Sometimes, we have more stuff than we can
actually manage to use. A lot of these things are just lying around
the house or are hidden away somewhere, collecting dust and taking up space.
Oftentimes, we’re too busy, too lazy or sometimes even too sentimental about some
of the things we own that we don’t actually use, and that’s why they’re still there
– unused and unwanted.
Welcome to Jansen’s DIY. In this video we
will discuss . #1. Don’t throw away toilet paper rolls
just yet, as you can upcycle these rolls and give them a new lease on life by painting
them or covering them with wrapping paper. Keep unused cords and cables in each of the
paper rolls and organize them in an old shoebox so they’re not getting tangled up on the
floor and waiting for you to trip over them. That way it will be easier for you to find
those cords once you’re ready to use them. #2. Tattered and hole-ridden jeans may be
a fashion fad nowadays, but if they’ve become too torn to be worn, you don’t need to get
rid of them. You can use the fabric to cover a bench or
an old chair.
Make a patchwork of different tones of denim
fabric to perk up a seemingly boring room. For the complete DIY guide, check out Frugal
Family Times. #3. Got some old cheese boxes you want to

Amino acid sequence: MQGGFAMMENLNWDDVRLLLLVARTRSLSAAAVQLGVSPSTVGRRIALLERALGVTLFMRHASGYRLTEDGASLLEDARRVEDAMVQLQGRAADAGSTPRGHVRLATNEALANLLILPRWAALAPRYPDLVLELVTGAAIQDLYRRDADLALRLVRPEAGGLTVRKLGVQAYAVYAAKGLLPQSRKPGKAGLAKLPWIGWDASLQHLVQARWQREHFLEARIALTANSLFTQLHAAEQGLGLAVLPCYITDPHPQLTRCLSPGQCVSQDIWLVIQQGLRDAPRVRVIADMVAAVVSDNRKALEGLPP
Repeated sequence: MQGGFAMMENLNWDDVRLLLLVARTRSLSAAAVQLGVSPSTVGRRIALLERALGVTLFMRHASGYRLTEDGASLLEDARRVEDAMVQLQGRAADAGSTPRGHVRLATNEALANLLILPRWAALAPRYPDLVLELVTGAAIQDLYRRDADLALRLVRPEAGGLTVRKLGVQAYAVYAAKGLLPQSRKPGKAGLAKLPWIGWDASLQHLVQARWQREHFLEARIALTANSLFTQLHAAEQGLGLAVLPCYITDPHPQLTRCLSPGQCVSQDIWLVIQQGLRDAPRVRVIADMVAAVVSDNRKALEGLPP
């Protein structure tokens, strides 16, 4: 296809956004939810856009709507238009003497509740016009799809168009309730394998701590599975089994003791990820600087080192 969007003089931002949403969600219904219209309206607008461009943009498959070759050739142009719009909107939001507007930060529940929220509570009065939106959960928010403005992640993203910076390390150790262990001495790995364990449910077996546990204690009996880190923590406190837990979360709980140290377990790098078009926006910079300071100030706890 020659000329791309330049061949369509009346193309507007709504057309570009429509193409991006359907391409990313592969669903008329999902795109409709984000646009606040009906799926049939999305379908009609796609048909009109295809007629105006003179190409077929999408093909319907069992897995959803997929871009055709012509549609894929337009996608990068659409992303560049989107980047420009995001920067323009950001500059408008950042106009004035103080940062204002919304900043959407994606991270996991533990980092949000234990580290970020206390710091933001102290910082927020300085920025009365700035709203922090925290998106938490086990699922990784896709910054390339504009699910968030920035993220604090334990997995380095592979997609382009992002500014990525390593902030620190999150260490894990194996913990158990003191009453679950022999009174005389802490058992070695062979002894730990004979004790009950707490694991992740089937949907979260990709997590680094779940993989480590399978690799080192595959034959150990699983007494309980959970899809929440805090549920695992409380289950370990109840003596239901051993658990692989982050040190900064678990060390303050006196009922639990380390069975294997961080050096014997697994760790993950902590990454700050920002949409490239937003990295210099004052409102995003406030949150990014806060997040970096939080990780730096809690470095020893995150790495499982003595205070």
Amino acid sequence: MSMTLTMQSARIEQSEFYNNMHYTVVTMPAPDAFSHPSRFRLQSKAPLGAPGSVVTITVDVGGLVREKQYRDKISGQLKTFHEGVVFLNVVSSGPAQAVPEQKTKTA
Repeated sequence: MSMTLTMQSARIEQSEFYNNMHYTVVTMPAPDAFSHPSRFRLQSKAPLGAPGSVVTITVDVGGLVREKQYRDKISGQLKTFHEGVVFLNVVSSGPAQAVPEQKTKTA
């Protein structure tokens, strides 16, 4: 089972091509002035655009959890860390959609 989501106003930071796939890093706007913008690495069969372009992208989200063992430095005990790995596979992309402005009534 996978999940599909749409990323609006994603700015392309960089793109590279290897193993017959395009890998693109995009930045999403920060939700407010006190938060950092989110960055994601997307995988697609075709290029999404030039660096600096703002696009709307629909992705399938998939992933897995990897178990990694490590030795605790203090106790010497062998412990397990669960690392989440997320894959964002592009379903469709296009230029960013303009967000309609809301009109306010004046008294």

throw away? Give your wall a vintage touch by turning
your old cheese boxes into artsy shelves. Take the cheese box lid, cut it out, and glue
it onto the center of the cheese box like a shelf to display lightweight décor pieces.
Glue a worn leather belt around the cheese box, leaving enough slack to be able to hang
the shelf by the belt on a wooden peg. This piece is sure to give your room an elegant
country vibe. #4. Love the quirky, nerdy style? Sew your
old shirts, sweaters, and other clothing items into cushion covers for an interesting look
for your living room or bedroom.
Choose old clothes in varying shades of a
single color for a monochromatic look. You can also include the pockets when you
cut out the fabric to store some potpourri, lavender bags, or other trinkets.
First, wash, dry, and iron your shirts, if necessary. Next, measure your pillow. If necessary,